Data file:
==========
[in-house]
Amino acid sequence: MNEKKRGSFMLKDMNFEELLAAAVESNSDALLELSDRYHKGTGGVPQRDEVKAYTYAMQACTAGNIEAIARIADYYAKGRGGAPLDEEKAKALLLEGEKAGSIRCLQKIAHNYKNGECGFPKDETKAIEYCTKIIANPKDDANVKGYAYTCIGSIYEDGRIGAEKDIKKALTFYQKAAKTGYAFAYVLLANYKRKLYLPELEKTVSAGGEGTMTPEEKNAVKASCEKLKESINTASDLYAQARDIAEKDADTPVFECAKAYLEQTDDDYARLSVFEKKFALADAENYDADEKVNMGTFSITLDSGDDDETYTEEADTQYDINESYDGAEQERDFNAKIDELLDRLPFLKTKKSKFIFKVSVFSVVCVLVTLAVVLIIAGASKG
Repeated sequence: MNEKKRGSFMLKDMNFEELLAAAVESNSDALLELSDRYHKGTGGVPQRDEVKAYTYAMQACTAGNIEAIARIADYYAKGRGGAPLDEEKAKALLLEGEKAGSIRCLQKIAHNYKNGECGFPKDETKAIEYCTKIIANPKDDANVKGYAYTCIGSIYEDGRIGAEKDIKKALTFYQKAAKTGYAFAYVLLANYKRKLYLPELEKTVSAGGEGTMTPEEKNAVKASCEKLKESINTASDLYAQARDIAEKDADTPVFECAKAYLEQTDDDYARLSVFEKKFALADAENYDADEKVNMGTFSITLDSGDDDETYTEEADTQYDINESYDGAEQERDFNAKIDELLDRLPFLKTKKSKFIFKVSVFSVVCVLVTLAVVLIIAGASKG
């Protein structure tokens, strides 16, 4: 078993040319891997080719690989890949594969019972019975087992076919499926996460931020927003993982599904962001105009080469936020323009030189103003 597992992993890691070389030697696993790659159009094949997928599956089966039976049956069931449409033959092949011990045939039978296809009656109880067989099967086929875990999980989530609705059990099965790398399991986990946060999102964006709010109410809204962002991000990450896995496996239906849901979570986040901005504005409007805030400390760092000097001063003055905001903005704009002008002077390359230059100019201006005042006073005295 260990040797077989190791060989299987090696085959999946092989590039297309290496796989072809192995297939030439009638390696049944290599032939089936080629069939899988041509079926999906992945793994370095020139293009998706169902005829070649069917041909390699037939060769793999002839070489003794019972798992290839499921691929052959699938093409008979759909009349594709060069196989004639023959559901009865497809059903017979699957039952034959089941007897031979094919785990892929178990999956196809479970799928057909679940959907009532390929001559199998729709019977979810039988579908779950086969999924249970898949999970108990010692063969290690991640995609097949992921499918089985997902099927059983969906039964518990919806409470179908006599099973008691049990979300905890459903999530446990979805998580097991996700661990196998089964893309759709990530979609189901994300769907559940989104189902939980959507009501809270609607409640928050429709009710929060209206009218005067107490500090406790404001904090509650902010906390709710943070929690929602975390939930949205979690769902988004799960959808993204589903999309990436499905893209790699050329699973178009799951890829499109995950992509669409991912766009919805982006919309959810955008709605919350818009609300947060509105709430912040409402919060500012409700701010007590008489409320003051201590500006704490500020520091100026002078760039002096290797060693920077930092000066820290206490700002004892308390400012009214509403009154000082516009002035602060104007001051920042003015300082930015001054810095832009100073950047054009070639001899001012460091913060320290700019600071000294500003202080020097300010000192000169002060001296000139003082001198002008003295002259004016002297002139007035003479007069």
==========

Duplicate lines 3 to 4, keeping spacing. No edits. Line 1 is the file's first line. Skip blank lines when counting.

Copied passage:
Repeated sequence: MNEKKRGSFMLKDMNFEELLAAAVESNSDALLELSDRYHKGTGGVPQRDEVKAYTYAMQACTAGNIEAIARIADYYAKGRGGAPLDEEKAKALLLEGEKAGSIRCLQKIAHNYKNGECGFPKDETKAIEYCTKIIANPKDDANVKGYAYTCIGSIYEDGRIGAEKDIKKALTFYQKAAKTGYAFAYVLLANYKRKLYLPELEKTVSAGGEGTMTPEEKNAVKASCEKLKESINTASDLYAQARDIAEKDADTPVFECAKAYLEQTDDDYARLSVFEKKFALADAENYDADEKVNMGTFSITLDSGDDDETYTEEADTQYDINESYDGAEQERDFNAKIDELLDRLPFLKTKKSKFIFKVSVFSVVCVLVTLAVVLIIAGASKG
């Protein structure tokens, strides 16, 4: 078993040319891997080719690989890949594969019972019975087992076919499926996460931020927003993982599904962001105009080469936020323009030189103003 597992992993890691070389030697696993790659159009094949997928599956089966039976049956069931449409033959092949011990045939039978296809009656109880067989099967086929875990999980989530609705059990099965790398399991986990946060999102964006709010109410809204962002991000990450896995496996239906849901979570986040901005504005409007805030400390760092000097001063003055905001903005704009002008002077390359230059100019201006005042006073005295 260990040797077989190791060989299987090696085959999946092989590039297309290496796989072809192995297939030439009638390696049944290599032939089936080629069939899988041509079926999906992945793994370095020139293009998706169902005829070649069917041909390699037939060769793999002839070489003794019972798992290839499921691929052959699938093409008979759909009349594709060069196989004639023959559901009865497809059903017979699957039952034959089941007897031979094919785990892929178990999956196809479970799928057909679940959907009532390929001559199998729709019977979810039988579908779950086969999924249970898949999970108990010692063969290690991640995609097949992921499918089985997902099927059983969906039964518990919806409470179908006599099973008691049990979300905890459903999530446990979805998580097991996700661990196998089964893309759709990530979609189901994300769907559940989104189902939980959507009501809270609607409640928050429709009710929060209206009218005067107490500090406790404001904090509650902010906390709710943070929690929602975390939930949205979690769902988004799960959808993204589903999309990436499905893209790699050329699973178009799951890829499109995950992509669409991912766009919805982006919309959810955008709605919350818009609300947060509105709430912040409402919060500012409700701010007590008489409320003051201590500006704490500020520091100026002078760039002096290797060693920077930092000066820290206490700002004892308390400012009214509403009154000082516009002035602060104007001051920042003015300082930015001054810095832009100073950047054009070639001899001012460091913060320290700019600071000294500003202080020097300010000192000169002060001296000139003082001198002008003295002259004016002297002139007035003479007069």